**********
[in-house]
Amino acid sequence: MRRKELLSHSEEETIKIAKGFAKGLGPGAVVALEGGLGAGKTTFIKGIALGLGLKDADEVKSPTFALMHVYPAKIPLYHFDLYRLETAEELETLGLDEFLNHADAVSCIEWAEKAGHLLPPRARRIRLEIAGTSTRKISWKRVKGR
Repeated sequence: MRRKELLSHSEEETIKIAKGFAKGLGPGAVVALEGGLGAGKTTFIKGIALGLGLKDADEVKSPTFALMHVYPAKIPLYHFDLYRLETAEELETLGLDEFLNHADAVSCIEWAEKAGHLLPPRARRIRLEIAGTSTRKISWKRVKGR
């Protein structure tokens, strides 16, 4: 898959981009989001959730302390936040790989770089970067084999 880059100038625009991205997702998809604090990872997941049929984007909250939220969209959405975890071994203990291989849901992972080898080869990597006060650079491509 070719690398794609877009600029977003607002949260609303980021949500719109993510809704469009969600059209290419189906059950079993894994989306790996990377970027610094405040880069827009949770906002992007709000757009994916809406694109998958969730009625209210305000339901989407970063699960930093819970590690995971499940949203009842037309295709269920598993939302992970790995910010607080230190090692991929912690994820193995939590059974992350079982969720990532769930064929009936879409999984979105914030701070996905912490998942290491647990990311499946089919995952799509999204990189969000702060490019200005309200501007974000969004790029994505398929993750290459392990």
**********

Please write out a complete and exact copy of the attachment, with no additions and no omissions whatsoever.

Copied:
[in-house]
Amino acid sequence: MRRKELLSHSEEETIKIAKGFAKGLGPGAVVALEGGLGAGKTTFIKGIALGLGLKDADEVKSPTFALMHVYPAKIPLYHFDLYRLETAEELETLGLDEFLNHADAVSCIEWAEKAGHLLPPRARRIRLEIAGTSTRKISWKRVKGR
Repeated sequence: MRRKELLSHSEEETIKIAKGFAKGLGPGAVVALEGGLGAGKTTFIKGIALGLGLKDADEVKSPTFALMHVYPAKIPLYHFDLYRLETAEELETLGLDEFLNHADAVSCIEWAEKAGHLLPPRARRIRLEIAGTSTRKISWKRVKGR
């Protein structure tokens, strides 16, 4: 898959981009989001959730302390936040790989770089970067084999 880059100038625009991205997702998809604090990872997941049929984007909250939220969209959405975890071994203990291989849901992972080898080869990597006060650079491509 070719690398794609877009600029977003607002949260609303980021949500719109993510809704469009969600059209290419189906059950079993894994989306790996990377970027610094405040880069827009949770906002992007709000757009994916809406694109998958969730009625209210305000339901989407970063699960930093819970590690995971499940949203009842037309295709269920598993939302992970790995910010607080230190090692991929912690994820193995939590059974992350079982969720990532769930064929009936879409999984979105914030701070996905912490998942290491647990990311499946089919995952799509999204990189969000702060490019200005309200501007974000969004790029994505398929993750290459392990």